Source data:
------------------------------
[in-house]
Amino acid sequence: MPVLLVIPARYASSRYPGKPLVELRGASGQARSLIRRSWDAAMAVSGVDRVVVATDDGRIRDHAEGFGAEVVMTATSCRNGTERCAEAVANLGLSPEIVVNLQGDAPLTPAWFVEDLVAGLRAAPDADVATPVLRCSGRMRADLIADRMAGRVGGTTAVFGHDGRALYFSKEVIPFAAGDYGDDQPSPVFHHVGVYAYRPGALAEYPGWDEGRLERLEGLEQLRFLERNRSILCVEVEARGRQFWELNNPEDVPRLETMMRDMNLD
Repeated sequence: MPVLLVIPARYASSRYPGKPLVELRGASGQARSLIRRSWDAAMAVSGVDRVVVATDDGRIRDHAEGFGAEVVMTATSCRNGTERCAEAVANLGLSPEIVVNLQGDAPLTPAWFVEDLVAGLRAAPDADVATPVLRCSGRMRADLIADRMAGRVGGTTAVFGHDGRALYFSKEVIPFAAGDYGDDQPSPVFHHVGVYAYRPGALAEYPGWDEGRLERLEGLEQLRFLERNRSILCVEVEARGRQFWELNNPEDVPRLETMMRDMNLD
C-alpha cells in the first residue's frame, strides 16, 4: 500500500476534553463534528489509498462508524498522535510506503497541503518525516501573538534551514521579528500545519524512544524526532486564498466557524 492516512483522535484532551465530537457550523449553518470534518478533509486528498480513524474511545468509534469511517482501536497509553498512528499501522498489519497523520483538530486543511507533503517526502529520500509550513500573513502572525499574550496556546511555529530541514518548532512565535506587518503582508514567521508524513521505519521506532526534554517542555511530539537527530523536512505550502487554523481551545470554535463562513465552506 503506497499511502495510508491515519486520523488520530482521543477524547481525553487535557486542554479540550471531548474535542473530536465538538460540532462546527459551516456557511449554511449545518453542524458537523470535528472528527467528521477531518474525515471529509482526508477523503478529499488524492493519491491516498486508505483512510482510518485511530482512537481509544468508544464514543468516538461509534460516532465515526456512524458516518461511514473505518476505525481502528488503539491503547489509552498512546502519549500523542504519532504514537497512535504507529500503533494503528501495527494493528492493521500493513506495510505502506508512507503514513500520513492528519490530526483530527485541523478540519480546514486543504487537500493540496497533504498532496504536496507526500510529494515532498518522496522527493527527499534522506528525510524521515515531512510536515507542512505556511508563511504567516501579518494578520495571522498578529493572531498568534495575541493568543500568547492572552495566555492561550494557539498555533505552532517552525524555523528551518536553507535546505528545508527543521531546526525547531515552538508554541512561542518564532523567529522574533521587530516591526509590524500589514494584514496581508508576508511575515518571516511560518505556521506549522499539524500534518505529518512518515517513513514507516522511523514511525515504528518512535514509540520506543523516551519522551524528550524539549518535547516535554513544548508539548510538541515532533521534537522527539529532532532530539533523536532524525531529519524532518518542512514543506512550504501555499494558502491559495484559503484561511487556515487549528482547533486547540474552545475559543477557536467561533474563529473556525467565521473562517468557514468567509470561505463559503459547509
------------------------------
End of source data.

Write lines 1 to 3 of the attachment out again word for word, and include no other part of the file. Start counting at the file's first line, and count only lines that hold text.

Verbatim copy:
[in-house]
Amino acid sequence: MPVLLVIPARYASSRYPGKPLVELRGASGQARSLIRRSWDAAMAVSGVDRVVVATDDGRIRDHAEGFGAEVVMTATSCRNGTERCAEAVANLGLSPEIVVNLQGDAPLTPAWFVEDLVAGLRAAPDADVATPVLRCSGRMRADLIADRMAGRVGGTTAVFGHDGRALYFSKEVIPFAAGDYGDDQPSPVFHHVGVYAYRPGALAEYPGWDEGRLERLEGLEQLRFLERNRSILCVEVEARGRQFWELNNPEDVPRLETMMRDMNLD
Repeated sequence: MPVLLVIPARYASSRYPGKPLVELRGASGQARSLIRRSWDAAMAVSGVDRVVVATDDGRIRDHAEGFGAEVVMTATSCRNGTERCAEAVANLGLSPEIVVNLQGDAPLTPAWFVEDLVAGLRAAPDADVATPVLRCSGRMRADLIADRMAGRVGGTTAVFGHDGRALYFSKEVIPFAAGDYGDDQPSPVFHHVGVYAYRPGALAEYPGWDEGRLERLEGLEQLRFLERNRSILCVEVEARGRQFWELNNPEDVPRLETMMRDMNLD